CSS-Reset – minimizing browser rendering problems

If you have just a little experience on creating web designs you might have stumbled upon the differences between the browser engines.

Till now you might have tried to fix every render bug after another hoping that you still can finish in time.

Eric Meyer, yes the Eric Meyer, was tired of this problem too and created a template to reset all the common differences to a certain standard. If you start your webdesign based on this stylesheet, your design should yield much fewer rendering errors and you won’t have to worry that much about the creepy IE6 or some less common browsers.

Link: Eric’s Archived Thoughts: Reset Reloaded.

About stevie

Born in the north of Germany, raised in Berlin and stayed there since. After graduating, studying applied computer science at the FHTW Berlin (now HTW Berlin), I started my own company with a former fellow student, providing high class application solutions for web and desktop for small and medium companies (see www.jnamic.com (english version to be finished) for more information). My personal favorite programming languages are PHP for the web and Java for everything else - although I must admit Java evolved very much in the past few years. I love to code and build new applications from the scratch, optimizing it through day and night till I am satisfied with it's performance. So follow my articles, share your thoughts and experience with me and have a good time browsing this blog!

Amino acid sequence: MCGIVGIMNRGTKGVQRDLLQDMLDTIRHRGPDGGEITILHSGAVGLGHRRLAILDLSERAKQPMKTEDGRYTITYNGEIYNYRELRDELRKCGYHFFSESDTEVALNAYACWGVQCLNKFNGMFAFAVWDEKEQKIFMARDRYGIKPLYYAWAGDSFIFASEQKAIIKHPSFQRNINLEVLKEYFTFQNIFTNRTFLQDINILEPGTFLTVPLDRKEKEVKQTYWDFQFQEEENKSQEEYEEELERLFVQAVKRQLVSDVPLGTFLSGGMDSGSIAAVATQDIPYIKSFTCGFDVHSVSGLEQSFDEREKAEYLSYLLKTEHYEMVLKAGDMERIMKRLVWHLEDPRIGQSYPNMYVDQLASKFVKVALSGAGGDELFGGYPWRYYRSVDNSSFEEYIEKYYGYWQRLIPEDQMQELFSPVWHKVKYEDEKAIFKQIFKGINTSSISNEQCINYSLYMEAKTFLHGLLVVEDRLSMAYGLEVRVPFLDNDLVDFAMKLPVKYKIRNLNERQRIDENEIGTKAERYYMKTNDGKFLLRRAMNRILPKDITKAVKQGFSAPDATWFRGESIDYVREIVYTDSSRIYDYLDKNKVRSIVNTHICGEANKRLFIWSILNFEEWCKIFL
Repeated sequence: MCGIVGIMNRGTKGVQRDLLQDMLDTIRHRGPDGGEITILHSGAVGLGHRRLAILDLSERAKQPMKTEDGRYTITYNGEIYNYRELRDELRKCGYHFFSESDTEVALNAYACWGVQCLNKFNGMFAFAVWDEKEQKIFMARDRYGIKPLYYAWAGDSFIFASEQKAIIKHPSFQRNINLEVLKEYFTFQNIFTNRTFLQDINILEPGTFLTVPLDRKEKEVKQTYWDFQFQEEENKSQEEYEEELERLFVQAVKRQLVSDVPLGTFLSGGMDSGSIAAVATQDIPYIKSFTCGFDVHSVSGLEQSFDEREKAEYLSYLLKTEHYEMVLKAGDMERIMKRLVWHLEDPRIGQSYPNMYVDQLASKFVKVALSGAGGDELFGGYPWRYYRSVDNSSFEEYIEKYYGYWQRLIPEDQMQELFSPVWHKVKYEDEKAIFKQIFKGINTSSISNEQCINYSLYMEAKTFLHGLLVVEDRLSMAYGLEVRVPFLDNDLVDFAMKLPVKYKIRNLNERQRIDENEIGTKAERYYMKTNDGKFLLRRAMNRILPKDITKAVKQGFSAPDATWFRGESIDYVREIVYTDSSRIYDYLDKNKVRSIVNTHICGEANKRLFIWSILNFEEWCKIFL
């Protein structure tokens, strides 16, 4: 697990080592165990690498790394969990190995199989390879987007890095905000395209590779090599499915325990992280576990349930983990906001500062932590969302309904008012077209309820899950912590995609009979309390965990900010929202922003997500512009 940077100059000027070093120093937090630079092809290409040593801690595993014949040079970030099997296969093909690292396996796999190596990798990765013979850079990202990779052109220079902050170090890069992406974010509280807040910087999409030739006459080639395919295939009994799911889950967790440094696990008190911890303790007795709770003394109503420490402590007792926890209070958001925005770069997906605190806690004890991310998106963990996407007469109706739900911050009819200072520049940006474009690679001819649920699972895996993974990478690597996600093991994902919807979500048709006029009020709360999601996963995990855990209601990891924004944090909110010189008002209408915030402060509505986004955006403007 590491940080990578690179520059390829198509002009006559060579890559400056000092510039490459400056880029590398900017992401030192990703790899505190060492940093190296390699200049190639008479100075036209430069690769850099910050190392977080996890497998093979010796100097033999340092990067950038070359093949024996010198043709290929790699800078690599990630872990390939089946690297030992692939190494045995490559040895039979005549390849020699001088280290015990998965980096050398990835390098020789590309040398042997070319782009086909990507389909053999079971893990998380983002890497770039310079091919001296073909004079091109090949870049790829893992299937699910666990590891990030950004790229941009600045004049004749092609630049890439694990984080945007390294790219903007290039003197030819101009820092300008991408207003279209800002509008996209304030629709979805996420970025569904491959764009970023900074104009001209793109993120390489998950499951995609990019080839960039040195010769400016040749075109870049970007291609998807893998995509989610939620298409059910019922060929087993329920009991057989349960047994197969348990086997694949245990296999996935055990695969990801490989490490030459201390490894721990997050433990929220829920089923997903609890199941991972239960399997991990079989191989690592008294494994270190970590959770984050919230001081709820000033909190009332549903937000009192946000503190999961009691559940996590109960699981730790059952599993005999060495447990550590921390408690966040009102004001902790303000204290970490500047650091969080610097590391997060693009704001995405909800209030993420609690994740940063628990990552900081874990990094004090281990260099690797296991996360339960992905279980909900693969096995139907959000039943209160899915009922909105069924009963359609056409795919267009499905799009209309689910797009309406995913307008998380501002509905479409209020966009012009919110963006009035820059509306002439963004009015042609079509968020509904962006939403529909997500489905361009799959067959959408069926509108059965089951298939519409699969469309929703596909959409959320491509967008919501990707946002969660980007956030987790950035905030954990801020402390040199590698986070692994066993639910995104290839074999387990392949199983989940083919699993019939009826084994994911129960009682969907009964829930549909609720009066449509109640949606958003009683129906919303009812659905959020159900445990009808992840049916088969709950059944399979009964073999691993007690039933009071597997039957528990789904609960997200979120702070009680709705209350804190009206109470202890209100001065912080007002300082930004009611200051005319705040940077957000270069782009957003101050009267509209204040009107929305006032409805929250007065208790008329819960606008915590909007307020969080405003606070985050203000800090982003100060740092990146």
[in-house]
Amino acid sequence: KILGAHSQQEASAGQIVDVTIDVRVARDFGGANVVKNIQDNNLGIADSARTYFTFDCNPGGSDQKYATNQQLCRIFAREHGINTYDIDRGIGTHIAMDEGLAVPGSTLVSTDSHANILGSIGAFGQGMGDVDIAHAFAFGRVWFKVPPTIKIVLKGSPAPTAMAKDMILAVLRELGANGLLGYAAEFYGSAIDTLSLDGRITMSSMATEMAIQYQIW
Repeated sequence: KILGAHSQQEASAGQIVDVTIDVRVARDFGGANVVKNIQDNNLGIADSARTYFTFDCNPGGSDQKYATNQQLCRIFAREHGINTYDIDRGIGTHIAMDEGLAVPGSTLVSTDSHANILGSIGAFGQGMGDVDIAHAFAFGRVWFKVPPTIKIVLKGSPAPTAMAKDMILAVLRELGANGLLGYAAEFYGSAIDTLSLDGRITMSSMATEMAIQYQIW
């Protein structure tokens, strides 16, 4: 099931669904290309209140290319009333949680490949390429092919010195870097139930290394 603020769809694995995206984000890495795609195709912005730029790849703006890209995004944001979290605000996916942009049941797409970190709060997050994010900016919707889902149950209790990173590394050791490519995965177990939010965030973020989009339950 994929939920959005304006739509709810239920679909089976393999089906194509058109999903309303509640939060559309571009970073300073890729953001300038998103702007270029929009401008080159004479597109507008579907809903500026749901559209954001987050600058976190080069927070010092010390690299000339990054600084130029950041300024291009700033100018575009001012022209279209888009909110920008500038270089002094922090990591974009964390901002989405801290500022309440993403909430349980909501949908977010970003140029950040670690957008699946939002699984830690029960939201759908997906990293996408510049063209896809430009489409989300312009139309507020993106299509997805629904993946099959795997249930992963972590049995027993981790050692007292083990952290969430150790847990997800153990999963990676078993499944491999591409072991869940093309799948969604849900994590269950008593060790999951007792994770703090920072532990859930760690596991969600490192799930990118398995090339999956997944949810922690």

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4 Responses to CSS-Reset – minimizing browser rendering problems

  1. Erik says:

    Actually I’ve been using this a lot over the last year.

    Applying these reset.css rules in the beginning of your CSS work forces you to apply CSS rules more precisely and furthermore prevents a lot of browser-specific differences.

    Anyways, removing padding and margin from lists and their items is evil. This makes some WYSIWYG scenraios unusable (where complete pages get loaded into iframes for example) and thus gets more effort to overwrite the rules twice.

    That’s why I prefer my own reset.css where lists are indented by default.

  2. stevie says:

    Thx for your comment, Erik, nice to know you read us.

    I just started with the script and also fixed a few things (like the default color instead of font-weight for the <strong>-element). For sure I will now check the settings for lists, too.

  3. Erik says:

    Actually I’ve been using this a lot over the last year.

    Applying these reset.css rules in the beginning of your CSS work forces you to apply CSS rules more precisely and furthermore prevents a lot of browser-specific differences.

    Anyways, removing padding and margin from lists and their items is evil. This makes some WYSIWYG scenraios unusable (where complete pages get loaded into iframes for example) and thus gets more effort to overwrite the rules twice.

    That’s why I prefer my own reset.css where lists are indented by default.

  4. stevie says:

    Thx for your comment, Erik, nice to know you read us.

    I just started with the script and also fixed a few things (like the default color instead of font-weight for the <strong>-element). For sure I will now check the settings for lists, too.

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